Friday, April 29, 2016

A Brilliant Mind

Milo Andret was a solitary youth growing up in rural Michigan.  A true mathematical genius who comes into his own while at Berkeley in 1970’s. After proving the Malosz Conjecture he finishes his Ph.D and goes off to teach at Princeton. Sometime later he is awarded the prestigious Fields Medal for his work in Mathematics.  A Doubter’s Almanac by Ethan Canin, tells the personal story of this man from his son Hans’ viewpoint. Andret’s struggles, relationships, family life and shortcomings are examined and analyzed. Hans longs to be the man he father was not, although he mirrors his father in almost every way. For an intriguing look into the life of a genius pick up this book. DB

Thursday, April 28, 2016

Yes Chef!$002f$002fSD_ILS$002f0$002fSD_ILS:2061075/ada?qu=mind+of+a+chefWhat if you could interview award winning chefs and hang out with them as they cooked, went to restaurants that they think are great and talked about food and their journey to becoming a chef? Anthony Bourdain and PBS teamed up and did just that, resulting in a fascinating series. David Chang talks about coming from an immigrant family but growing up in the diverse environs of New York City and how it has influenced his cooking.  PBS's new series The Mind of a Chef combines travel, cooking, history, science, and humor into an unforgettable journey. There are four seasons in this series and we have them all! ML

Friday, April 15, 2016

Take Me home, Country Roads

When trash coal is set on fire it turns rose and orange and lavender. What’s left is called red dog. The road where Drema grew up, in East Beckley, West Virginia was a red dog road. In her new book, Running on Red Dog Road: And Other Perils of An Appalachian Childhood, Drema Hall Berkheimer recalls life with her grandparents. They were devout Pentecostals. Her father was killed in a coal mining accident, and her mother was working in a war plant in New York. Drema writes about everyday life, carefully blending sweet memories with crazy characters and Appalachian charm. If you wish to meet faith healers, gypsies,or snake handlers please pick up this book. DB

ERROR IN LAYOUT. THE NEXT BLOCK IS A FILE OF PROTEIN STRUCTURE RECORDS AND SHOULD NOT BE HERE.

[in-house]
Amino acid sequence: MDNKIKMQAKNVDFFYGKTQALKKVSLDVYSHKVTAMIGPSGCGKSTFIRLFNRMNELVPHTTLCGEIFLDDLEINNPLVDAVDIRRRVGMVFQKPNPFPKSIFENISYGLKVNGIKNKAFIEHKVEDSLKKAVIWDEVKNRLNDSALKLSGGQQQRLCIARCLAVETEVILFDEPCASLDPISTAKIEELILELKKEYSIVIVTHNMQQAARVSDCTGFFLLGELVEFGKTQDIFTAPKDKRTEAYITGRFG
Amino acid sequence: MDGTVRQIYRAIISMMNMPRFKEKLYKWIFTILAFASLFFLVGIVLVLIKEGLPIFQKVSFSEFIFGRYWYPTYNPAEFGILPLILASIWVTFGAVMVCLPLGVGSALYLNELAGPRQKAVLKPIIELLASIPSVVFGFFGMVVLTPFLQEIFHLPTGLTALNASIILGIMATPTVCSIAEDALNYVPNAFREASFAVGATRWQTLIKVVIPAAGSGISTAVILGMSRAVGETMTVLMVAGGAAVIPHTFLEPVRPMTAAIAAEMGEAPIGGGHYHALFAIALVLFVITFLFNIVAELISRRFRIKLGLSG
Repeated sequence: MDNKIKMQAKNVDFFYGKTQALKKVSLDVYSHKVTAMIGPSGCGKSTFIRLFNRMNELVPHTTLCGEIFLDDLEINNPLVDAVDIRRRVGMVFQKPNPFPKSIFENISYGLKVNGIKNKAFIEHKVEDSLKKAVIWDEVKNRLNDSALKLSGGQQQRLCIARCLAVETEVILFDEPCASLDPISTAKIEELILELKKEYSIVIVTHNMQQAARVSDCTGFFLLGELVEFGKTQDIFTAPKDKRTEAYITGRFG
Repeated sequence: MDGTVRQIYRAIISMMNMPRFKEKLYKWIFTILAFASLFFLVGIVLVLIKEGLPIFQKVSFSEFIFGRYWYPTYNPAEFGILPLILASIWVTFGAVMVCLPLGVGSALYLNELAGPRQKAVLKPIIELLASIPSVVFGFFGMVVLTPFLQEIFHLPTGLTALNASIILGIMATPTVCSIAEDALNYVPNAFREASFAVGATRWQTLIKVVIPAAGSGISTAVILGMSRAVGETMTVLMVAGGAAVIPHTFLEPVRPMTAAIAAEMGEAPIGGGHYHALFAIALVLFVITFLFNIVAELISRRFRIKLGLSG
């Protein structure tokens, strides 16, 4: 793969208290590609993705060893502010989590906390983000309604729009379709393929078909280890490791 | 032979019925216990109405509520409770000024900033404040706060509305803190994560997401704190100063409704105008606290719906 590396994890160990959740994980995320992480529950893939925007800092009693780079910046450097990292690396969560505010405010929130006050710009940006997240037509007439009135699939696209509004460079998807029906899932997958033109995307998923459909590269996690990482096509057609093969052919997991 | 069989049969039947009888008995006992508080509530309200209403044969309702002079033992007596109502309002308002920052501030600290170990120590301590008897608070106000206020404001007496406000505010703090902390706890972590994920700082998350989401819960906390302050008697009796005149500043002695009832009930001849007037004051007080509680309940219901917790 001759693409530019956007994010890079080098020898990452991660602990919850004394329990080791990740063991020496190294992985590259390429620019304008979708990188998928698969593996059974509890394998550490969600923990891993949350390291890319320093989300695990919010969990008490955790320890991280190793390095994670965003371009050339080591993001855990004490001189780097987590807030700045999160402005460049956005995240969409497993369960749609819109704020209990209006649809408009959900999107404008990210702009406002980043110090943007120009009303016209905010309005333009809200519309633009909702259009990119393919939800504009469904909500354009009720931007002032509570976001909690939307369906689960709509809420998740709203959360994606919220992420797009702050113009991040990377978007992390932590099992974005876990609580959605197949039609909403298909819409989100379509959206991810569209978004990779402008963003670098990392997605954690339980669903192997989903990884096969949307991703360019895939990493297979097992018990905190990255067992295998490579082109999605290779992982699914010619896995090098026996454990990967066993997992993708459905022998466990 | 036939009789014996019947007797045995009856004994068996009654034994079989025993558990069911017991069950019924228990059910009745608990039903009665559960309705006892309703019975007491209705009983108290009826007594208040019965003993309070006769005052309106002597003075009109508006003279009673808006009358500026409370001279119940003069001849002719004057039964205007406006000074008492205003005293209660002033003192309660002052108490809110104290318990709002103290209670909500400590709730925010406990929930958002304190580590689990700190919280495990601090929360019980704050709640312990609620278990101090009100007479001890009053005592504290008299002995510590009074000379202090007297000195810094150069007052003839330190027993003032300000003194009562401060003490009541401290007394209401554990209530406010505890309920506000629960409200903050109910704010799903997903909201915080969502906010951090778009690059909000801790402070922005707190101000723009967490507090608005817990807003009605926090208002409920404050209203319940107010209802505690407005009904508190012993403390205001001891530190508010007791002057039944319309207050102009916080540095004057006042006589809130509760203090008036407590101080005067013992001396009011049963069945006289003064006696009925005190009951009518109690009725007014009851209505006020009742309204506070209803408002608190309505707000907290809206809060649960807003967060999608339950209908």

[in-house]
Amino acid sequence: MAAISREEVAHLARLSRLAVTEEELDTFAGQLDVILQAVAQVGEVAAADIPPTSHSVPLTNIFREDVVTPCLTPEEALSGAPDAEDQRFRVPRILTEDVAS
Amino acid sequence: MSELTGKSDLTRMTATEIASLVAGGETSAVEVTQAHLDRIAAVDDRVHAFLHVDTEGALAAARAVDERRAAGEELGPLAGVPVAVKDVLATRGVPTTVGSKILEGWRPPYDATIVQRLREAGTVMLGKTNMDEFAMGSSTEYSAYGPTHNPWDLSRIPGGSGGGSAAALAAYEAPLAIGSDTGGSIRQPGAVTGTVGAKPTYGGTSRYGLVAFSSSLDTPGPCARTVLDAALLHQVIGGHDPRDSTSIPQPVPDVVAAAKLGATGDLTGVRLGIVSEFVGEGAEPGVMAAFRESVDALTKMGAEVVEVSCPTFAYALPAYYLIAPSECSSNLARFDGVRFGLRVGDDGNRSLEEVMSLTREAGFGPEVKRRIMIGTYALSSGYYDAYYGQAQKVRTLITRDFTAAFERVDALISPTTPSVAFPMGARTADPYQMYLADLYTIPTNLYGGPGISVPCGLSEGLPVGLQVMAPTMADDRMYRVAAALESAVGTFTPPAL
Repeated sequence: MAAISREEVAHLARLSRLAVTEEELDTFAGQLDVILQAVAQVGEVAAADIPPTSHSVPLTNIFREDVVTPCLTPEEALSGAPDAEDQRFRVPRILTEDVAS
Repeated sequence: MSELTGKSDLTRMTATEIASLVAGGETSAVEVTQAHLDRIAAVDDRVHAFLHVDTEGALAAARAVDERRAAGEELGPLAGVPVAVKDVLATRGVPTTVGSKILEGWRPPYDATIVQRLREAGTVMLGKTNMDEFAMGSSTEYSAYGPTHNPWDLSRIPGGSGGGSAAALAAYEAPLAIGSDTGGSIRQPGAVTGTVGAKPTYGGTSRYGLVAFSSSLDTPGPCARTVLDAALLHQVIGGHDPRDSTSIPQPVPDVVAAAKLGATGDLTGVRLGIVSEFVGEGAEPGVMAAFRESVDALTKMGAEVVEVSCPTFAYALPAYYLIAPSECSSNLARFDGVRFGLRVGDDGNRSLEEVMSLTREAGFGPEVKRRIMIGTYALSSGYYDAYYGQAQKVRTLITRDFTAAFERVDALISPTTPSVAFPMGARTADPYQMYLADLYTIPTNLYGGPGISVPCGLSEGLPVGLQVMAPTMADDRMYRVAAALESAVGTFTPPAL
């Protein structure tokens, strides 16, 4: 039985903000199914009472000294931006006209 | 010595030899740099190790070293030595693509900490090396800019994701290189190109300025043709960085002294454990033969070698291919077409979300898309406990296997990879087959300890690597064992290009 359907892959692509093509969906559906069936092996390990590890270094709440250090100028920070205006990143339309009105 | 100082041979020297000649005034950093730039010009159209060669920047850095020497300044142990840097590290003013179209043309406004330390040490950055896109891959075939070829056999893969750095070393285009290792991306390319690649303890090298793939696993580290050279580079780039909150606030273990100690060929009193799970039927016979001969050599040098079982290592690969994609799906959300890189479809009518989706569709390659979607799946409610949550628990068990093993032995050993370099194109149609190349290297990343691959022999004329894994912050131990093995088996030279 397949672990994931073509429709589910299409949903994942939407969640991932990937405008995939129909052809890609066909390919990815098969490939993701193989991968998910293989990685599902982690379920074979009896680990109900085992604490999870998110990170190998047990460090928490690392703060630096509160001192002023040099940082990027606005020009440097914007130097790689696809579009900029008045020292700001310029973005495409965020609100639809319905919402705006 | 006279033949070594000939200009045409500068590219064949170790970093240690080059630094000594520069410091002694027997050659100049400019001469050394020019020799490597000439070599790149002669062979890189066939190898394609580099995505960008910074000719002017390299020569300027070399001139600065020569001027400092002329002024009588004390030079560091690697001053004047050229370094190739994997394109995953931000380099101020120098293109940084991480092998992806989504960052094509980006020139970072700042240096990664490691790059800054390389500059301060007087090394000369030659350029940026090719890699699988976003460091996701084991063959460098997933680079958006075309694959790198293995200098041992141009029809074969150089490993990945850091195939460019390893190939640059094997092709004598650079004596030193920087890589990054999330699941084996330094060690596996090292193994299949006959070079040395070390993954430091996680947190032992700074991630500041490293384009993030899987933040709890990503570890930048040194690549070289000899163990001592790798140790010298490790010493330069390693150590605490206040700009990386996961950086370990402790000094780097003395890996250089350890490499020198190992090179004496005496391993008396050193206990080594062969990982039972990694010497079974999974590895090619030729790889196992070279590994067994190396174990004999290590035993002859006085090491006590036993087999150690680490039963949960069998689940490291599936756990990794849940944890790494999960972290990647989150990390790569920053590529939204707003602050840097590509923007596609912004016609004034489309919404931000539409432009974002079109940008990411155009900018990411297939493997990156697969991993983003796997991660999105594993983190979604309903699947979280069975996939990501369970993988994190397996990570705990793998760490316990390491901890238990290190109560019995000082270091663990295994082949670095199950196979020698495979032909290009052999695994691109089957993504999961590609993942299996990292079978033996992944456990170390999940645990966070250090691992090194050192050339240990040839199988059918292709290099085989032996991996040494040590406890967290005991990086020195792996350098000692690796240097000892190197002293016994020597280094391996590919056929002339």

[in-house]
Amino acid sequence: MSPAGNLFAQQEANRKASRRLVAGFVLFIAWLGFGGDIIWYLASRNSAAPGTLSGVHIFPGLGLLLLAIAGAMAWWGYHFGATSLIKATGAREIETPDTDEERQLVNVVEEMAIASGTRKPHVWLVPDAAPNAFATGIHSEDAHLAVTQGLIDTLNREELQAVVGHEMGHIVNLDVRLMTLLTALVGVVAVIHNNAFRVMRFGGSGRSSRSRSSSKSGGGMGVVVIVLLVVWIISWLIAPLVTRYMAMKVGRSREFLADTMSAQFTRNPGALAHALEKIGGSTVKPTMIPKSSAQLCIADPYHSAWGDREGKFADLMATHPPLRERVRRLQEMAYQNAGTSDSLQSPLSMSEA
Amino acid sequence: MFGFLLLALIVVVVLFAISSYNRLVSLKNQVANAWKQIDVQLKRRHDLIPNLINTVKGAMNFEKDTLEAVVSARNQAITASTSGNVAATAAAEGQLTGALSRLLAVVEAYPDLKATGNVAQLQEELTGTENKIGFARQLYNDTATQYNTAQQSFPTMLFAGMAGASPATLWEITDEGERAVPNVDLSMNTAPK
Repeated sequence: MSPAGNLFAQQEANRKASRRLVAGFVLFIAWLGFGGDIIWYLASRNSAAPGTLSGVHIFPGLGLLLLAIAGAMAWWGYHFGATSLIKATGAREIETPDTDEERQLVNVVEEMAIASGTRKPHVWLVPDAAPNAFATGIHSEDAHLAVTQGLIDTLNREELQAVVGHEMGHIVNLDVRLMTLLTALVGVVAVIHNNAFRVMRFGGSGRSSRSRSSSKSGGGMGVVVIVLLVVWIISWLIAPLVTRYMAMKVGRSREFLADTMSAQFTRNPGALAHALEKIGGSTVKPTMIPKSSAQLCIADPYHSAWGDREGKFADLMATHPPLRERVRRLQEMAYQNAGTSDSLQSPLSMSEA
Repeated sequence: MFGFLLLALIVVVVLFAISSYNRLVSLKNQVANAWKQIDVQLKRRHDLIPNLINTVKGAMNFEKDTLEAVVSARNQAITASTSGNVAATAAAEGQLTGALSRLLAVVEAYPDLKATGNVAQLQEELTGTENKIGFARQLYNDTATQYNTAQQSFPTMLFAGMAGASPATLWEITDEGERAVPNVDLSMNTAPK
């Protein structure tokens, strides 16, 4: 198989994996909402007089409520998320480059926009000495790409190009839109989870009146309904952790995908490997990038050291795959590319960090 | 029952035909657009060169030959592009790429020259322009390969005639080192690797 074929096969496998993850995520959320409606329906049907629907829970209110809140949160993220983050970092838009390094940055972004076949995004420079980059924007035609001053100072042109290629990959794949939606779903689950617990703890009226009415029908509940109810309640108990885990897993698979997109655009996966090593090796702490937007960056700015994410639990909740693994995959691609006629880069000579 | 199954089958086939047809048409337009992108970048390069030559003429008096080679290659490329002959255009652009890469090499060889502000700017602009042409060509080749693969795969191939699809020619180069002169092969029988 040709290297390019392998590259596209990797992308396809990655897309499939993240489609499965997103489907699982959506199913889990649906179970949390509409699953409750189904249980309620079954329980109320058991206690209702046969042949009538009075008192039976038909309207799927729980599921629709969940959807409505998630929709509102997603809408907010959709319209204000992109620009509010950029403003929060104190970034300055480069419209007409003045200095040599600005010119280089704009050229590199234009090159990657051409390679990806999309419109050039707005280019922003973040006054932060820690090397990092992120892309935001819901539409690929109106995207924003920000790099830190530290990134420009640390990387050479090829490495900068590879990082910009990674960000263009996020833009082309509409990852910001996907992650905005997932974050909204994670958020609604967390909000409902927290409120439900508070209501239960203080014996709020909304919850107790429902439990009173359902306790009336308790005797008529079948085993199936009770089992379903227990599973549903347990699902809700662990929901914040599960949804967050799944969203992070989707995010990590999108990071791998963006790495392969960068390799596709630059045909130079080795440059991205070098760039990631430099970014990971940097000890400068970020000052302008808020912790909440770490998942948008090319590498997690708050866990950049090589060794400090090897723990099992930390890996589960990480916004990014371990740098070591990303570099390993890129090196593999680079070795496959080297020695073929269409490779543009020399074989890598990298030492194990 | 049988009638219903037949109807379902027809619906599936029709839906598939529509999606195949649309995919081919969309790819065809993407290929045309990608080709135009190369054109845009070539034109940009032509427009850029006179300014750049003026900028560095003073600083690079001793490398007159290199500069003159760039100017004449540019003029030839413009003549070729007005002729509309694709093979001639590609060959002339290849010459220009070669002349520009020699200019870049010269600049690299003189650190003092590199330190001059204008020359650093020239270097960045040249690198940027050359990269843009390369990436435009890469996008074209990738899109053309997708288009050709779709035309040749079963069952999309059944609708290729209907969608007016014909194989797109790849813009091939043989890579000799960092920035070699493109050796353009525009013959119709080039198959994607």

Tuesday, April 5, 2016

Hand Me a Towel!

Are you looking for a way to jazz up a gift? Or maybe make something special to amuse your kids or grand-kids? Try a creation from The Lost Art of Towel Origami by Alison Jenkins. This fun book includes instructions to make towel animals, a birthday cake, a palm tree and more. Alison started out in fashion design and turned to a career in styling home interiors. She is a very crafty person and has also authored books on knitting, sewing and candle-making. If you would like to try some hands-on creating –sign up for our TOWEL FOLDING CLASS on April 11 at 7PM! DB